I have a script that prepares an installation image by running debootstrap, does some modifications on the files and then copies the files to a disk image backed up by a file.

This works under root, but I wanted to be able to run the script without root privileges, as it really shouldn't need any privileged resources. I thought that I'd just run the whole script using fakeroot, but debootstrap fails with

W: Failure trying to run: chroot /tmp/tmp..... mount -t proc proc /proc

Is there a way around that?


In general, yes, it is possible to run debootstrap as a non-root user by way of fakeroot, but there are more details to it than that.

The immediate problem you seem to be having is trying to use chroot as a non-root user; you need to use fakechroot instead, in addition to fakeroot. For example:

fakechroot fakeroot debootstrap sid /tmp/sid

Later problems you may run in to include creating loopback mounts or creating disk image partition tables as a non-root user.

Instead of working through all these details one by one, you may find it easier to use a debootstrap variant like polystrap, which also handles cross-compilation (eg, generate an armhf image from x86-64) if you end up wanting that some day.

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  • 2
    The problem is that debootstrap itself is calling chroot, and I couldn't find a way how to tell it it needs to use fakechroot. – Petr Pudlák Jul 9 '15 at 11:08
  • @PetrPudlák Did you try fakerootng instead of fakeroot? They operate differently, so sometimes one works when the other one doesn't. I don't know if fakerootng makes chroot work. – Gilles 'SO- stop being evil' Jul 9 '15 at 22:27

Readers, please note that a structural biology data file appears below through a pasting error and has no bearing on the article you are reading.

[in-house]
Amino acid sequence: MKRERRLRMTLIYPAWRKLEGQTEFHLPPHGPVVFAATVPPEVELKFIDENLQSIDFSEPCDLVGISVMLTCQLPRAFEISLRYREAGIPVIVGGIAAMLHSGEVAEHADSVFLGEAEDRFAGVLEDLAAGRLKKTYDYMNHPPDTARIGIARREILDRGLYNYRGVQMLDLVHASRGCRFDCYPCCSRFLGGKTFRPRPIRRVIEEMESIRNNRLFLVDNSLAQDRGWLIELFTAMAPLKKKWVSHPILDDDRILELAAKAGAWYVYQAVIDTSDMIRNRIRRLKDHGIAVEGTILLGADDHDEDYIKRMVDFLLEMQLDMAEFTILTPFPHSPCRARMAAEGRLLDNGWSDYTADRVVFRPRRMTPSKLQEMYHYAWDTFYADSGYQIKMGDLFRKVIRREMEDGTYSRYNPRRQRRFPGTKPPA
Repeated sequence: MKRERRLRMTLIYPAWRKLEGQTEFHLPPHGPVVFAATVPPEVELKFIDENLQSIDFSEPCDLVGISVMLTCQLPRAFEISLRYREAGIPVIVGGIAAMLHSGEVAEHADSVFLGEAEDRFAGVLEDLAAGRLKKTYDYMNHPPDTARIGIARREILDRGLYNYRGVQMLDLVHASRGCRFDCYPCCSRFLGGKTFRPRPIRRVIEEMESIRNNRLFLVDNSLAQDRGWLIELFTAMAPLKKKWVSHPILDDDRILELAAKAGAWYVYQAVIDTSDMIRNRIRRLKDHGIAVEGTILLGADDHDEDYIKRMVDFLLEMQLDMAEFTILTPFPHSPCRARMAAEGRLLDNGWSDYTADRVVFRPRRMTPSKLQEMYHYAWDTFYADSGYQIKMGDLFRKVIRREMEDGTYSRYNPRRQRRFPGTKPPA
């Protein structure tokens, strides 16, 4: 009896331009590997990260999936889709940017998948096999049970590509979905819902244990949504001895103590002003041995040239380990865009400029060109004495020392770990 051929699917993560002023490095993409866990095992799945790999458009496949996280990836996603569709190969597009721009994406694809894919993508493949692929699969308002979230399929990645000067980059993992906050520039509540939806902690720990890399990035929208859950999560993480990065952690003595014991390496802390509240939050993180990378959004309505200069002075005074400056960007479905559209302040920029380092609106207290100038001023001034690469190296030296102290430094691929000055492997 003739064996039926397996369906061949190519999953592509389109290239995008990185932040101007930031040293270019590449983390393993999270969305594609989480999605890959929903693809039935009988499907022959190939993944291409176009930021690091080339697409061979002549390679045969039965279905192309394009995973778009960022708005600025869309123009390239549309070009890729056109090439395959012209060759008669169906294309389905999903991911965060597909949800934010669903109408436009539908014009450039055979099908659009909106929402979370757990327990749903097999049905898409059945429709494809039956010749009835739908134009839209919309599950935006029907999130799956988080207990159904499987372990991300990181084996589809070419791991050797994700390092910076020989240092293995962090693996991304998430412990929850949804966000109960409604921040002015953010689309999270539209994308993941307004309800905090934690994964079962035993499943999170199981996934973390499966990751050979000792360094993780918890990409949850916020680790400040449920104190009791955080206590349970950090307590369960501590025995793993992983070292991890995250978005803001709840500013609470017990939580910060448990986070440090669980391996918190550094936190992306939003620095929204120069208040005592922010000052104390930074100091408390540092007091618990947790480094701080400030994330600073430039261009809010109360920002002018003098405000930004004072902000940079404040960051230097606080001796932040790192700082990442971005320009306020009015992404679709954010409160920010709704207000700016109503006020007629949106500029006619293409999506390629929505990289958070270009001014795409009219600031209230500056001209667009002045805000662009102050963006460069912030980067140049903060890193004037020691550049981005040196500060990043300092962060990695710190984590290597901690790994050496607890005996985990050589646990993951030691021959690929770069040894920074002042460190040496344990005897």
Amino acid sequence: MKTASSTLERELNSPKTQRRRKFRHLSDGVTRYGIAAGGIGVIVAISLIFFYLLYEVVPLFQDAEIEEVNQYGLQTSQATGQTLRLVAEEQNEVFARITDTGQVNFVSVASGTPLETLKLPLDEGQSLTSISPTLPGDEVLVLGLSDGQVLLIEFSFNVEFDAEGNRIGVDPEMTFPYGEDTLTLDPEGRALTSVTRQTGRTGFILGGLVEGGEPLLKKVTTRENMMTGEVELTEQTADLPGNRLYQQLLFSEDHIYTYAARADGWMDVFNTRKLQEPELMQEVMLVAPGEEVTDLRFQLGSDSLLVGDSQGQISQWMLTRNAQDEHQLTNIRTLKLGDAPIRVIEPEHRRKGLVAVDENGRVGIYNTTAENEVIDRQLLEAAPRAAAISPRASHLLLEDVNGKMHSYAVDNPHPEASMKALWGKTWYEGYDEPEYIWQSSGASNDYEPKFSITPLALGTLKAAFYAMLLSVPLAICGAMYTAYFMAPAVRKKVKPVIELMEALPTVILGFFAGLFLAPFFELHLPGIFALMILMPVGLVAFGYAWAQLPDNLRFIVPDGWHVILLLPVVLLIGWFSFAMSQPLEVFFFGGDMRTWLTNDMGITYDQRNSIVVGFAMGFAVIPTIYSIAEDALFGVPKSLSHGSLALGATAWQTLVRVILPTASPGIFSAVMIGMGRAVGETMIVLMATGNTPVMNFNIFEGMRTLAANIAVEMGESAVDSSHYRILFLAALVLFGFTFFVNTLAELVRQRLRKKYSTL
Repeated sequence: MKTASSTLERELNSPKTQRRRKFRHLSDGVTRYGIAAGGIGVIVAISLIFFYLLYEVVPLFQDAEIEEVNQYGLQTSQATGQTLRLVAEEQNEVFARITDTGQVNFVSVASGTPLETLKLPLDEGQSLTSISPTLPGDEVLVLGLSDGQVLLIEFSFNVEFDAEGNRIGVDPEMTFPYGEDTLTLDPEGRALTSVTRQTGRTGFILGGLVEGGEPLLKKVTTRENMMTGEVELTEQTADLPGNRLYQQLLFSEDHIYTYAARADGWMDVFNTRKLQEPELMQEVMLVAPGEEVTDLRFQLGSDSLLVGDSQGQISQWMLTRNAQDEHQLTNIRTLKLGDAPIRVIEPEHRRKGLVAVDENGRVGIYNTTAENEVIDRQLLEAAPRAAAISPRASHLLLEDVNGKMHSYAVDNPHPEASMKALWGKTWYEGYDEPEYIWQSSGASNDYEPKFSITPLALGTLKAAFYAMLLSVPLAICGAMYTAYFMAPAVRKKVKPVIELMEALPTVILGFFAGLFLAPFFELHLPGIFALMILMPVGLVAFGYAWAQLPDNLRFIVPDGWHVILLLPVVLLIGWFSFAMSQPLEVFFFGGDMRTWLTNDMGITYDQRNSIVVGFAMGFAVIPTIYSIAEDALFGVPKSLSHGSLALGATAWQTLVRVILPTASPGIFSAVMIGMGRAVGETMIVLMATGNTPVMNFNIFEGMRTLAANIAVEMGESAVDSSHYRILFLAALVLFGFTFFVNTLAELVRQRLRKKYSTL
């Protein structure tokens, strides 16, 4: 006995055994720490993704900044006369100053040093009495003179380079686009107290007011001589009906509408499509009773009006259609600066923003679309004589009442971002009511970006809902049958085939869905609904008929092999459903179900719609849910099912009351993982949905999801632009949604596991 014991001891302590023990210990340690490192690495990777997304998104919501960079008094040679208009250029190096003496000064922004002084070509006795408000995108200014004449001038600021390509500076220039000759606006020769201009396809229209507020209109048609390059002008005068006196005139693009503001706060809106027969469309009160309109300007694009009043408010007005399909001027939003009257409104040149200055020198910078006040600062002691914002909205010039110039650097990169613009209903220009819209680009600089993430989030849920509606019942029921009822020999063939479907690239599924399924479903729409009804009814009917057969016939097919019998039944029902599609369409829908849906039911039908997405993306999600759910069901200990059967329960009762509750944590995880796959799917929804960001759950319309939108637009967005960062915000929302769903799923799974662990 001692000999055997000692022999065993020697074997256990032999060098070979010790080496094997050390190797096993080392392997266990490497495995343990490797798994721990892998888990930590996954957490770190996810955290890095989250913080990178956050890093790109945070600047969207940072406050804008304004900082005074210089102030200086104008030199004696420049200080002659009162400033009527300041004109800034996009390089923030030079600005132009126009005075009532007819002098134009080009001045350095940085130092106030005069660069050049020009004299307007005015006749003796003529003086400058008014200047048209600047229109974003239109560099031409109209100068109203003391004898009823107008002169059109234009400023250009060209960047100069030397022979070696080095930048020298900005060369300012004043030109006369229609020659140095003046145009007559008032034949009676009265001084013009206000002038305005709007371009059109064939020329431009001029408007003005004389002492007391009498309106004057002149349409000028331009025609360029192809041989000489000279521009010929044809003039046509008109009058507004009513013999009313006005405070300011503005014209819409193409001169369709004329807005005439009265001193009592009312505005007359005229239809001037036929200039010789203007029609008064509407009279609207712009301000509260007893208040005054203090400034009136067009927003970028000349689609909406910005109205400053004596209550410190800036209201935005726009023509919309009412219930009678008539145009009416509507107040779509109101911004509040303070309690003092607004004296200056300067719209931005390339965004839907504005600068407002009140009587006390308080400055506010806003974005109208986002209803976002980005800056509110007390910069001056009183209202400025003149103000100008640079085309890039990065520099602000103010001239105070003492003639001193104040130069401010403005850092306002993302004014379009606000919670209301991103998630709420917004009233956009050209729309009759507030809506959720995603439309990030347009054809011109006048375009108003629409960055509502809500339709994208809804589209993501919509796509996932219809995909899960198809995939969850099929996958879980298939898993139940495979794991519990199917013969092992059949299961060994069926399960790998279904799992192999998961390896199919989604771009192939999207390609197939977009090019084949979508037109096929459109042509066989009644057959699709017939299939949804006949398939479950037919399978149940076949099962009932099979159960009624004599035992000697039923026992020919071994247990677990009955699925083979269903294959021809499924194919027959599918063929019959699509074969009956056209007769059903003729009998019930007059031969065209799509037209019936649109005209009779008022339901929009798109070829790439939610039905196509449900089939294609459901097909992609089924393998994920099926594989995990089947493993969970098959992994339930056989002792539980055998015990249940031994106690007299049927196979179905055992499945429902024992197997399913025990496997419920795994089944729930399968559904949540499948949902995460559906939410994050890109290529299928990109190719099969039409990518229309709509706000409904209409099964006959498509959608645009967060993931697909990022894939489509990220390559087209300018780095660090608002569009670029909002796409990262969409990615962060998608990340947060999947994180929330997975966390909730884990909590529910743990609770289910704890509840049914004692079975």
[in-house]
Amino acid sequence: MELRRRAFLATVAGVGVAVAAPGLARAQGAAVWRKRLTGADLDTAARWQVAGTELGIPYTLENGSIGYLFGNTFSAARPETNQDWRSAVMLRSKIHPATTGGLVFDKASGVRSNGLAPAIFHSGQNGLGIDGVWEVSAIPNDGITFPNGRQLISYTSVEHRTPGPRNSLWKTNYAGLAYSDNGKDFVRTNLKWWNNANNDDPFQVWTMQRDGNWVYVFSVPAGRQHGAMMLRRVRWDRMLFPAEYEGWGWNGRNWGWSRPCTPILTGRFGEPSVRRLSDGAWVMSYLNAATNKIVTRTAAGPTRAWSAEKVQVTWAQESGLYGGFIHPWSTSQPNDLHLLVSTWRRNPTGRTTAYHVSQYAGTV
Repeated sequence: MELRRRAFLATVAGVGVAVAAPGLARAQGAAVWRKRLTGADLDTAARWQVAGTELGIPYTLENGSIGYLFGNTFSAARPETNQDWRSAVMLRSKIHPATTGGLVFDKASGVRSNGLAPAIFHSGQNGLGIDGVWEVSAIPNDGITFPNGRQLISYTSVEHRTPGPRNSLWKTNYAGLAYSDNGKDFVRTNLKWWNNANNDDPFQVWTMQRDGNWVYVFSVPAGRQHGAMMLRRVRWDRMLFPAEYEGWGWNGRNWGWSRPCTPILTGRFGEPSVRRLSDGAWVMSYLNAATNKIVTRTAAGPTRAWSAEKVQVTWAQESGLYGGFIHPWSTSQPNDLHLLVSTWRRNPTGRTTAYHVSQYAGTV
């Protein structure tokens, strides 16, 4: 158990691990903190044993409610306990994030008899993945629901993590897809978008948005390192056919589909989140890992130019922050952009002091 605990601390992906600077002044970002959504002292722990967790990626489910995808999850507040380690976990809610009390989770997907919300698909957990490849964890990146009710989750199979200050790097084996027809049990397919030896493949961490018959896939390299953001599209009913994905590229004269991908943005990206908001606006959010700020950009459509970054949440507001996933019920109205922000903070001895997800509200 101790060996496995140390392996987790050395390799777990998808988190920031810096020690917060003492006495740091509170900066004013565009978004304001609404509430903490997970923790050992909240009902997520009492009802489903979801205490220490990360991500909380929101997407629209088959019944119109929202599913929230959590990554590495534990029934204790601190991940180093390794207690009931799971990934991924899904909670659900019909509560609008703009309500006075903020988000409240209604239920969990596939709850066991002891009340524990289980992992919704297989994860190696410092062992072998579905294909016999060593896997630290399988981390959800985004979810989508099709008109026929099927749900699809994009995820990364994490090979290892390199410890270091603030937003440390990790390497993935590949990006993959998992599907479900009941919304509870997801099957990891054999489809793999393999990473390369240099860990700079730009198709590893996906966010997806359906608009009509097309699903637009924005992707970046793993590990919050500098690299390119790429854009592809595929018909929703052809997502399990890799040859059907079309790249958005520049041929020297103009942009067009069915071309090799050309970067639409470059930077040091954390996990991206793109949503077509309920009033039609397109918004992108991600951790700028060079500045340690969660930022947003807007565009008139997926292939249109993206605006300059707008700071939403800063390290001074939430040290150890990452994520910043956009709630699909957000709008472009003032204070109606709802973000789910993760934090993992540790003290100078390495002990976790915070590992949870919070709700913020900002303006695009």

• @PetrPudlák: the fakechroot man page gives an example invocation as fakechroot fakeroot debootstrap sid /tmp/sid – bnewbold Jul 10 '15 at 0:13
  • @PetrPudlák: --variant=fakechroot should do that. Beyond that: unshare/lxc-userns-exec are a 'better' way to do this in combination with multistrap (i.e. the idea behind polystrap, which was rolled into brickstrap). – user268396 Dec 24 '15 at 20:07

The chroot(2) syscall requires root privilege, or more exactly & technically the CAP_SYS_CHROOT capability (see capabilities(7))

Hence you can't use just fakeroot on it (you also need fakechroot etc).

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I am surprised that nobody mentioned that debootstrap has an option --variant=fakechroot to do exactly what you are trying to do.

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